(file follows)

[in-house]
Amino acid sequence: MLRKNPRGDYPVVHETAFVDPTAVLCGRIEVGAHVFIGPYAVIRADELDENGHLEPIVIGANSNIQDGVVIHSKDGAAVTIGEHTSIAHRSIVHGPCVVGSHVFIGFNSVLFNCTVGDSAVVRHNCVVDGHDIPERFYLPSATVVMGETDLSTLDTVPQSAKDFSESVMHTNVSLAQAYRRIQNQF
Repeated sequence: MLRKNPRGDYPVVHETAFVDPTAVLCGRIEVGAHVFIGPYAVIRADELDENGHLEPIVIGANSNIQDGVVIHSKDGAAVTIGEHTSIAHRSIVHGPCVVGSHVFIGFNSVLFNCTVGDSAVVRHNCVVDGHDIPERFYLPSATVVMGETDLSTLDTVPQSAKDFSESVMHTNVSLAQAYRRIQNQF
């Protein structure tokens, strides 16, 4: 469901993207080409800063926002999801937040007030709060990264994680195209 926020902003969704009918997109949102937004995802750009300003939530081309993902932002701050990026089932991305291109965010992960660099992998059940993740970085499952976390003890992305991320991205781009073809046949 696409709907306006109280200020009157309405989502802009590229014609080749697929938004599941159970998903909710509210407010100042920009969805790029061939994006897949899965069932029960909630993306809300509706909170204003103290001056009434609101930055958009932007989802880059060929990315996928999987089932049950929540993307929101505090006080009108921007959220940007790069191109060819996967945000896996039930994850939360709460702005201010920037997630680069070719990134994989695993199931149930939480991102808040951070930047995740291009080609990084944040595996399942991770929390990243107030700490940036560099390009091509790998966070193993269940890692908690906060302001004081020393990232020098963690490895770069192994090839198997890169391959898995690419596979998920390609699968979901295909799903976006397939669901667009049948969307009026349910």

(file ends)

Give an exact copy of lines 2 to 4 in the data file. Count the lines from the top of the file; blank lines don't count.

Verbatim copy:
Amino acid sequence: MLRKNPRGDYPVVHETAFVDPTAVLCGRIEVGAHVFIGPYAVIRADELDENGHLEPIVIGANSNIQDGVVIHSKDGAAVTIGEHTSIAHRSIVHGPCVVGSHVFIGFNSVLFNCTVGDSAVVRHNCVVDGHDIPERFYLPSATVVMGETDLSTLDTVPQSAKDFSESVMHTNVSLAQAYRRIQNQF
Repeated sequence: MLRKNPRGDYPVVHETAFVDPTAVLCGRIEVGAHVFIGPYAVIRADELDENGHLEPIVIGANSNIQDGVVIHSKDGAAVTIGEHTSIAHRSIVHGPCVVGSHVFIGFNSVLFNCTVGDSAVVRHNCVVDGHDIPERFYLPSATVVMGETDLSTLDTVPQSAKDFSESVMHTNVSLAQAYRRIQNQF
């Protein structure tokens, strides 16, 4: 469901993207080409800063926002999801937040007030709060990264994680195209 926020902003969704009918997109949102937004995802750009300003939530081309993902932002701050990026089932991305291109965010992960660099992998059940993740970085499952976390003890992305991320991205781009073809046949 696409709907306006109280200020009157309405989502802009590229014609080749697929938004599941159970998903909710509210407010100042920009969805790029061939994006897949899965069932029960909630993306809300509706909170204003103290001056009434609101930055958009932007989802880059060929990315996928999987089932049950929540993307929101505090006080009108921007959220940007790069191109060819996967945000896996039930994850939360709460702005201010920037997630680069070719990134994989695993199931149930939480991102808040951070930047995740291009080609990084944040595996399942991770929390990243107030700490940036560099390009091509790998966070193993269940890692908690906060302001004081020393990232020098963690490895770069192994090839198997890169391959898995690419596979998920390609699968979901295909799903976006397939669901667009049948969307009026349910």